In a somewhat different context, the range of temporal scales of agency has been broached by van Dijk and Withagen (2016). They note the extended, enduring character of human agency, that individual actions are not just punctate events, but are largely manifestations of multiple engagements of many long-duration processes, which can be more or less stable over different timescales. A useful analogy might be the height of the sea – if we pay too much attention to the brief but salient crash of the waves, we can miss the rather important role of the tide. Actions taken, movements made, utterances spoken, are wavefronts borne by tides of mind extending over periods not apparent were we to limit our observations to salient bodily motions (however, skilful). Long timescale cognitive phenomena are occurring right now just as the short ones are. For van Dijk and Withagen (2016) the point was that a radical embodied cognitive science need not be constrained by the traditional distinction between “online” and “offline” cognition, but the implications, I think, are more general.
As we have already noted, this complexity of temporal and physical scales of agency implies a similarly complex complementary environment. Di Paolo et al. (2018) largely address this implicitly – with the environment considered in terms of other agents, and the particular (often messy) details of their specific embodiments. The materiality of those embodiments matters, but the emphasis in their discussion remains on agency, with much work still to do to unpack that implications of the mutuality they nevertheless endorse.
Di Paolo et al.’s work is not alone in recognizing the range of scales of agency. There is also a broader effort by a number of researchers to bridge the apparent gap between sensorimotor and social by drawing in an ecumenical and integrative fashion from both ecological and enactive approaches (Costall, 1995; Rietveld and Kiverstein, 2014; van Dijk and Rietveld, 2017; Bruineberg et al., 2019; van Dijk and Kiverstein, 2020). Clearly, I wholeheartedly agree that we need to find a way to deal coherently with activity in this variety of domains, and that ecological and enactive approaches are valuable resources that should see better integration (I attempted to make my own small contribution to this parsimonious rapprochement myself in the past, McGann, 2014). However, our limited understanding about the relationships between the different kinds of activity has meant that the default approach has been to search for a means of applying the same mode of analysis to all of them, one which emphasizes the autonomy and potency of the individual agent. I have come to suspect, however, that this is in a sense seeking to homogenize these varied environments in order to extend our account of the individual agent across the entire gamut of domains in which that agent is embedded. Such a unifying approach, while laudable in its emphasis on consistency and continuity across scales or levels of analysis, threatens to make us blind to discontinuities and heterogeneity; differences, conflicts, and tensions between the various kinds of value that animate agents’ actions, and therefore the particular ways in which those tensions play a role in organizing and animating the behavior of our systems of interest. It suggests that all of the various scales or domains of activity are ultimately implemented within each individual agent, perhaps by nested systems of the body with dynamics at different temporal scales. This occludes the possibility that some of these forms of agency work across (rather than within) individual biological agents, for instance, meaning they can work sometimes in keeping with, and sometimes in conflict with, other values and forms of agency within which the animal is embedded.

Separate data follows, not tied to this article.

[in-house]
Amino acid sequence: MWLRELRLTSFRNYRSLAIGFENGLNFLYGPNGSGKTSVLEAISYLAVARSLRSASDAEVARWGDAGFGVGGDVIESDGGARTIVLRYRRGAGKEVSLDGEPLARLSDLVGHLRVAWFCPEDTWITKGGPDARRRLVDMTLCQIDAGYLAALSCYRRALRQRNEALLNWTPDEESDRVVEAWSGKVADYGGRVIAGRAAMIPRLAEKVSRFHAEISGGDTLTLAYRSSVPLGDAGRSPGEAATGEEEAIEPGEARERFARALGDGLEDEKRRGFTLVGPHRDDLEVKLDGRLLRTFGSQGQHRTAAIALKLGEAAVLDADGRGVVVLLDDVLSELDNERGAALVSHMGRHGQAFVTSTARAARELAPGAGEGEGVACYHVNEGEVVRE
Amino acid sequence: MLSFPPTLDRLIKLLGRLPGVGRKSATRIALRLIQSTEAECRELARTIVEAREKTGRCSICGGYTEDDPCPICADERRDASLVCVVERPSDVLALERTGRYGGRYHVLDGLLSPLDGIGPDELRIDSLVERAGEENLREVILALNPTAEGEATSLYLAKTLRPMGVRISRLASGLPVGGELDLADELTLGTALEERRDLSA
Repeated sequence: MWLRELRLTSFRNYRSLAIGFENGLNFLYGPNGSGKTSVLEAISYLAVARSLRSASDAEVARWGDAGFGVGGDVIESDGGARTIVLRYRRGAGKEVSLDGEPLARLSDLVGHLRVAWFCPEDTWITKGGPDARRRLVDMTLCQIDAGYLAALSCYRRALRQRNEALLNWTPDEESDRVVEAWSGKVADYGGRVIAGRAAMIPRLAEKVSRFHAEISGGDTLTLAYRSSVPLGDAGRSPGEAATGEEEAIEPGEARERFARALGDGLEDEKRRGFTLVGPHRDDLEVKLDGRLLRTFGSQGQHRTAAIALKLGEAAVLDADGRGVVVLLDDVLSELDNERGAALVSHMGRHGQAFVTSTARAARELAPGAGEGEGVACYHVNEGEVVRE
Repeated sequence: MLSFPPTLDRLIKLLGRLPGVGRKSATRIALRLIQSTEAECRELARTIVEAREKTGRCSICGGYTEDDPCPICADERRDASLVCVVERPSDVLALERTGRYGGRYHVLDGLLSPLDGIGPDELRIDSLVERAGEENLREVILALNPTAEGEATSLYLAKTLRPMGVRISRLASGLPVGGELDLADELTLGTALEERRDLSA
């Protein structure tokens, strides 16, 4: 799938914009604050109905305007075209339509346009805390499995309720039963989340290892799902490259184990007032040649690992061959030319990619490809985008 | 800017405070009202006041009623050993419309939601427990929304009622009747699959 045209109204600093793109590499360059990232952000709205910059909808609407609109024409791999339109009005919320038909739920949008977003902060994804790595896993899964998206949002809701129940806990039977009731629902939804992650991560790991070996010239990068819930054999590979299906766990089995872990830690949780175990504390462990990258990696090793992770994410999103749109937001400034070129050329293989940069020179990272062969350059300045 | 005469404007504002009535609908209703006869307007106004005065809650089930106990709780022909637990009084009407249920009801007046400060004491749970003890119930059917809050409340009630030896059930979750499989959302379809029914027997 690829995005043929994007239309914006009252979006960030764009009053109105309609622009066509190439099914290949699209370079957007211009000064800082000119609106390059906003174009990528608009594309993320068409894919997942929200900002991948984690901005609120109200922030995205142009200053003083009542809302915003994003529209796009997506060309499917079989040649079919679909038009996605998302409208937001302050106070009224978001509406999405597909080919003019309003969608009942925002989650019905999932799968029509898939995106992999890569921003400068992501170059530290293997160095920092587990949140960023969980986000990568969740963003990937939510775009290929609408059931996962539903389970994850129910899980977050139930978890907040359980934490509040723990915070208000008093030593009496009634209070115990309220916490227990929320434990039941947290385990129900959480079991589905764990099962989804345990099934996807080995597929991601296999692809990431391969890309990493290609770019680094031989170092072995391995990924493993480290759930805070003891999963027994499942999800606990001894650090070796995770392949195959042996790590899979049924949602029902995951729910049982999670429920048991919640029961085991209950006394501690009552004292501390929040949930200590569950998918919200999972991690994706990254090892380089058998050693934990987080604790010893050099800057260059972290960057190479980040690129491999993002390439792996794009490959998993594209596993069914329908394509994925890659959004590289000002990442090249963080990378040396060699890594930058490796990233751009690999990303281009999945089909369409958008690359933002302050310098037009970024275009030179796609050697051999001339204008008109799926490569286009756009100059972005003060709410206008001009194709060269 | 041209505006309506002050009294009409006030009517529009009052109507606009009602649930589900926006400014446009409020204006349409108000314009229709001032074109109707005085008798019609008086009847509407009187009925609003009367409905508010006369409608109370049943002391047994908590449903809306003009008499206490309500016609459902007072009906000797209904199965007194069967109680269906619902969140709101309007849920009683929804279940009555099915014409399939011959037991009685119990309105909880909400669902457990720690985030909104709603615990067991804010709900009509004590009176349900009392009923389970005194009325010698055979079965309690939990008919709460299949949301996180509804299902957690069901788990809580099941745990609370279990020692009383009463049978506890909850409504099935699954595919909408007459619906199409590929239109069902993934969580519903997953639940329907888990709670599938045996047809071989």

A common mode of explanation in this unifying effort is to appeal to skills of various kinds. We learn to coordinate in all domains of life in which we work through the development of more skills. The problem with such an approach is that this takes the perspective of a given form of agent – the individual biological one – because a skill is by definition a means by which an individual agent comes into increasing coordination with its environment, and these are typically ascribed to individual biological bodies and their relations to the world. If it is the case that the animating values accenting or driving the behavior of a person at any given time may be part of a network of processes that move through the individual biological agent, but not be wholly inherent within them, then properly theorizing the environment, and the agent-environment relationship across the different scales of that such processes operate is vital. This is not something I suspect would be controversial for any of the authors I have cited here, but I wonder if the implications for our understanding of agency and bodies have been fully worked through.